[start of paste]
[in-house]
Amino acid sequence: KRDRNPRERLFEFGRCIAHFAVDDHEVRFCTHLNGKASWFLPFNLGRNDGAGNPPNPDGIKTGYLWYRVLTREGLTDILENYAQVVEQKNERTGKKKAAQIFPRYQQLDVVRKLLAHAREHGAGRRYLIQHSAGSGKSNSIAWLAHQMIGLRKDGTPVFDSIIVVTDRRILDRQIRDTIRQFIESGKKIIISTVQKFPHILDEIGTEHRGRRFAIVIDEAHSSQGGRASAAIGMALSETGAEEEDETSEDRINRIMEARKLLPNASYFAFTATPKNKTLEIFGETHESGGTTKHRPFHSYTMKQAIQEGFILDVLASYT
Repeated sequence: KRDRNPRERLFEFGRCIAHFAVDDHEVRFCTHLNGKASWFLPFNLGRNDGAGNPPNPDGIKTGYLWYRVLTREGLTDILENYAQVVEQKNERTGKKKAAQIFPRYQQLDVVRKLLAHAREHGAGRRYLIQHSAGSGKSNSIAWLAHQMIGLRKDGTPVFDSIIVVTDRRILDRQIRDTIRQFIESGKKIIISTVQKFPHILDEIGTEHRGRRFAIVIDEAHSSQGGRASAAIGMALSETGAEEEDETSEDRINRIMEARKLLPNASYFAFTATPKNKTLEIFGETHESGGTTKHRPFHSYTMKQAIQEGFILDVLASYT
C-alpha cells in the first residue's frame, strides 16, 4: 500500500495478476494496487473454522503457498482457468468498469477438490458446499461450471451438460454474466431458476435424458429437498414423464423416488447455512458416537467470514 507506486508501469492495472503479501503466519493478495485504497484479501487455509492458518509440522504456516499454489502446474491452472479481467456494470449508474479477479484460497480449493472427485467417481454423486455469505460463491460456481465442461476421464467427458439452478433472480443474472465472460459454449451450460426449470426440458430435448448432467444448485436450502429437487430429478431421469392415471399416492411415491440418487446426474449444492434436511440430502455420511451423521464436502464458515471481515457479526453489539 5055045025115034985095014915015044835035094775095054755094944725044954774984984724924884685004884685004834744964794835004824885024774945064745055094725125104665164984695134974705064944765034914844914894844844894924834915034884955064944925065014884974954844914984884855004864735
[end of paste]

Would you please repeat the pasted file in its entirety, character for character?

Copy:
[in-house]
Amino acid sequence: KRDRNPRERLFEFGRCIAHFAVDDHEVRFCTHLNGKASWFLPFNLGRNDGAGNPPNPDGIKTGYLWYRVLTREGLTDILENYAQVVEQKNERTGKKKAAQIFPRYQQLDVVRKLLAHAREHGAGRRYLIQHSAGSGKSNSIAWLAHQMIGLRKDGTPVFDSIIVVTDRRILDRQIRDTIRQFIESGKKIIISTVQKFPHILDEIGTEHRGRRFAIVIDEAHSSQGGRASAAIGMALSETGAEEEDETSEDRINRIMEARKLLPNASYFAFTATPKNKTLEIFGETHESGGTTKHRPFHSYTMKQAIQEGFILDVLASYT
Repeated sequence: KRDRNPRERLFEFGRCIAHFAVDDHEVRFCTHLNGKASWFLPFNLGRNDGAGNPPNPDGIKTGYLWYRVLTREGLTDILENYAQVVEQKNERTGKKKAAQIFPRYQQLDVVRKLLAHAREHGAGRRYLIQHSAGSGKSNSIAWLAHQMIGLRKDGTPVFDSIIVVTDRRILDRQIRDTIRQFIESGKKIIISTVQKFPHILDEIGTEHRGRRFAIVIDEAHSSQGGRASAAIGMALSETGAEEEDETSEDRINRIMEARKLLPNASYFAFTATPKNKTLEIFGETHESGGTTKHRPFHSYTMKQAIQEGFILDVLASYT
C-alpha cells in the first residue's frame, strides 16, 4: 500500500495478476494496487473454522503457498482457468468498469477438490458446499461450471451438460454474466431458476435424458429437498414423464423416488447455512458416537467470514 507506486508501469492495472503479501503466519493478495485504497484479501487455509492458518509440522504456516499454489502446474491452472479481467456494470449508474479477479484460497480449493472427485467417481454423486455469505460463491460456481465442461476421464467427458439452478433472480443474472465472460459454449451450460426449470426440458430435448448432467444448485436450502429437487430429478431421469392415471399416492411415491440418487446426474449444492434436511440430502455420511451423521464436502464458515471481515457479526453489539 5055045025115034985095014915015044835035094775095054755094944725044954774984984724924884685004884685004834744964794835004824885024774945064745055094725125104665164984695134974705064944765034914844914894844844894924834915034884955064944925065014884974954844914984884855004864735